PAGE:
Understanding Measure ULA: The New Property Transfer Tax and How Housing Regulations are Spun to P

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Understanding Measure ULA: The New Property Transfer Tax and How Housing Regulations are Spun to Purportedly "Benefit” Everyone

By Candace Kentopian, Keller Williams

When new laws, regulations, and bills are presented to citizens and to the voting public, whether it be by a Federal or localized governmental agency, there is a tendency for the regulation to be presented in a positive light.  Many proposed laws or ballot measures are cloaked as providing  a beneficial impact for the citizens, for the greater good of the residents, and in particular, to altruistically help those who are economically, or otherwise, challenged.

California Dreaming of Equitable Property Ownership

In the State of California, we saw this with Proposition 19, which passed in 2020. Prop. 19’s narrative was to provide “Home Protection for Seniors, Severely Disabled, Families, and Victims of Wildfire or Natural Disasters Act.” In theory, this seems like a worthy initiative. However, a major disadvantage of Prop. 19 is that property transferred from parent to children will trigger a property tax reassessment. Taxes will go up for the heirs if the market value of the home exceeds the Proposition 13 property tax value by more than $1.0 million, which for Californians, is very likely. This particular detail was overshadowed by positive rhetoric touting this Proposition. Details on this can be found through the Board of Equalization (BOE) and County Tax Assessors Office. This all relates back to the statewide elimination of Proposition 58. The interrelated Proposition 13, which protects property owners by limiting tax increases on existing properties and reassessments, also currently has protections for parent-child transfers. Both Propositions bear vital tax and financial consequences for property owners... Notably, Property Owners…Be Aware…Regulations like Measure ULA are an attempt to eliminate Proposition 13’s protections and tax you more.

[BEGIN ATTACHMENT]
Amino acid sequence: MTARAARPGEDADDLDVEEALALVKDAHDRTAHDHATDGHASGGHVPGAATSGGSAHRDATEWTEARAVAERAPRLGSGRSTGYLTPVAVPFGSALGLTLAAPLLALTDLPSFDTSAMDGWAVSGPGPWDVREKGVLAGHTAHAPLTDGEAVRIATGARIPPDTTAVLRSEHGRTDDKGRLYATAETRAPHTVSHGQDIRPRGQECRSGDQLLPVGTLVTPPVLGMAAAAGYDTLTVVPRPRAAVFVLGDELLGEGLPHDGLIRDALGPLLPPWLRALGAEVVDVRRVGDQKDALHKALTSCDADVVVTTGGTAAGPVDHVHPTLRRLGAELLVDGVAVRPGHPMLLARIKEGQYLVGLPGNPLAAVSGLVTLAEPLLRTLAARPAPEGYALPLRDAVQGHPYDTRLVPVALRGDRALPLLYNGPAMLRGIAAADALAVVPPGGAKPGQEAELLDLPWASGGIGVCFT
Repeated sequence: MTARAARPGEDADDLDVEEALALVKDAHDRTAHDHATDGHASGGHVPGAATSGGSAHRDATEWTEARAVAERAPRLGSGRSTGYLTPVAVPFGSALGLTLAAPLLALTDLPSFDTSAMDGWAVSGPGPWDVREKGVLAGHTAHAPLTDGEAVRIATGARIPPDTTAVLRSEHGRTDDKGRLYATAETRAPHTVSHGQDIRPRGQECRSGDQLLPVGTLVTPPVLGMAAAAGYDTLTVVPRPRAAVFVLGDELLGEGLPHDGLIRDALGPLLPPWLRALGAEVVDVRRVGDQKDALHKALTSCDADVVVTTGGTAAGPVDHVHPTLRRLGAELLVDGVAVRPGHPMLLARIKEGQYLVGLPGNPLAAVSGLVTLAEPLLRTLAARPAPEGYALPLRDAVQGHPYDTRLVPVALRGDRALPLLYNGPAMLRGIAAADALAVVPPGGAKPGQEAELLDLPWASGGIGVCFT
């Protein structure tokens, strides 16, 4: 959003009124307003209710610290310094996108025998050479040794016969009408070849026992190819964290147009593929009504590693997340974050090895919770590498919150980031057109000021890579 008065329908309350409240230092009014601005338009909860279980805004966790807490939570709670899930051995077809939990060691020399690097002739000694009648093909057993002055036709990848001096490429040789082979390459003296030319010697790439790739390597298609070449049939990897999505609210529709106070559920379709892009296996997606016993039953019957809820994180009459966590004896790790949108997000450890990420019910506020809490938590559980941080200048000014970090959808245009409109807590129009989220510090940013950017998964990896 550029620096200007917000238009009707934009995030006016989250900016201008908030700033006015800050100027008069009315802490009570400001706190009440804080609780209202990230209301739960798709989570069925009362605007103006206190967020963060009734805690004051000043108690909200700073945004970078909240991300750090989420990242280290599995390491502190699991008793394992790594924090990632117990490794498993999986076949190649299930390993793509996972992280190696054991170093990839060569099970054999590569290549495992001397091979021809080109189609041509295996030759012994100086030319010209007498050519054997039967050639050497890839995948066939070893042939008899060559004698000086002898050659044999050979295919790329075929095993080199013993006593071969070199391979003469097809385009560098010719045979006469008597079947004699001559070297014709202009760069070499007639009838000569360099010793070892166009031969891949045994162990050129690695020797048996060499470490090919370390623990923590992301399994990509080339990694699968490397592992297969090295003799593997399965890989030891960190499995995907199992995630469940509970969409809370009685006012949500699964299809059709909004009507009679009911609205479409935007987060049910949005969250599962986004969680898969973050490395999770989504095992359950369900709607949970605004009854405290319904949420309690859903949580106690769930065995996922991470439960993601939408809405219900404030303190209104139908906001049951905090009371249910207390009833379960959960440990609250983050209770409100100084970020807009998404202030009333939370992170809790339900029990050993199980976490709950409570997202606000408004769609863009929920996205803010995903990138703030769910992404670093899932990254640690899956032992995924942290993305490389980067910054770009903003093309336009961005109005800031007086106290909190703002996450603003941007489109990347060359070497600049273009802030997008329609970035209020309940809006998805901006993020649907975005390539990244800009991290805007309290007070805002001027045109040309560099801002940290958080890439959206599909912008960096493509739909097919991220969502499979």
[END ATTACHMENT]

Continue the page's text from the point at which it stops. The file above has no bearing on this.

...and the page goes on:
Measure ULA: City of Los Angeles and its New, So-Called “Mansion” Tax

Now let’s peer through the veneer of Measure ULA that went into effect on April 1, 2023, and was passed in November 2022 by Los Angeles voters. Given that the majority of the City's residents are renters, public opinion on this measure was exposed. Property owners now face additional tax rates assessed on the gross transaction value of 4% for properties sold between $5 million and $10 million, and 5.5% for properties valued at $10 million or more.

Measure ULA's Scope and Purpose

Measure ULA, also known as the "United to House L.A." initiative, came into effect with the intention of funding affordable housing projects and providing resources to tenants at risk of homelessness. This is both a noble and necessary goal. However, at the time of its passage, there was a lack of clarity regarding the specific committees, budget allocation, a concrete strategy, and individuals responsible for overseeing these efforts.

An overarching concern is how will the funds collected through the Measure ULA tax be allocated? This remains in question. While no Measure ULA funds have yet been allocated, the City has proposed to deploy $150 million of “to be collected” funds allocated between Acquisition and Rehabilitation of Affordable Housing (~$62 million), and Homelessness Prevention Programs (~$88 million). Included within the approximate $88 million for homelessness prevention, it is contemplated that the city will spend about $37 million on private attorneys to represent renters faced with eviction or harassment by housing providers – studies have shown that nearly 90% of evictions are due to non-payment of rent, so one needs to question the need to spend millions in taxpayer dollars on private attorneys.

Unfavorable Impact on Property Owners Who Sell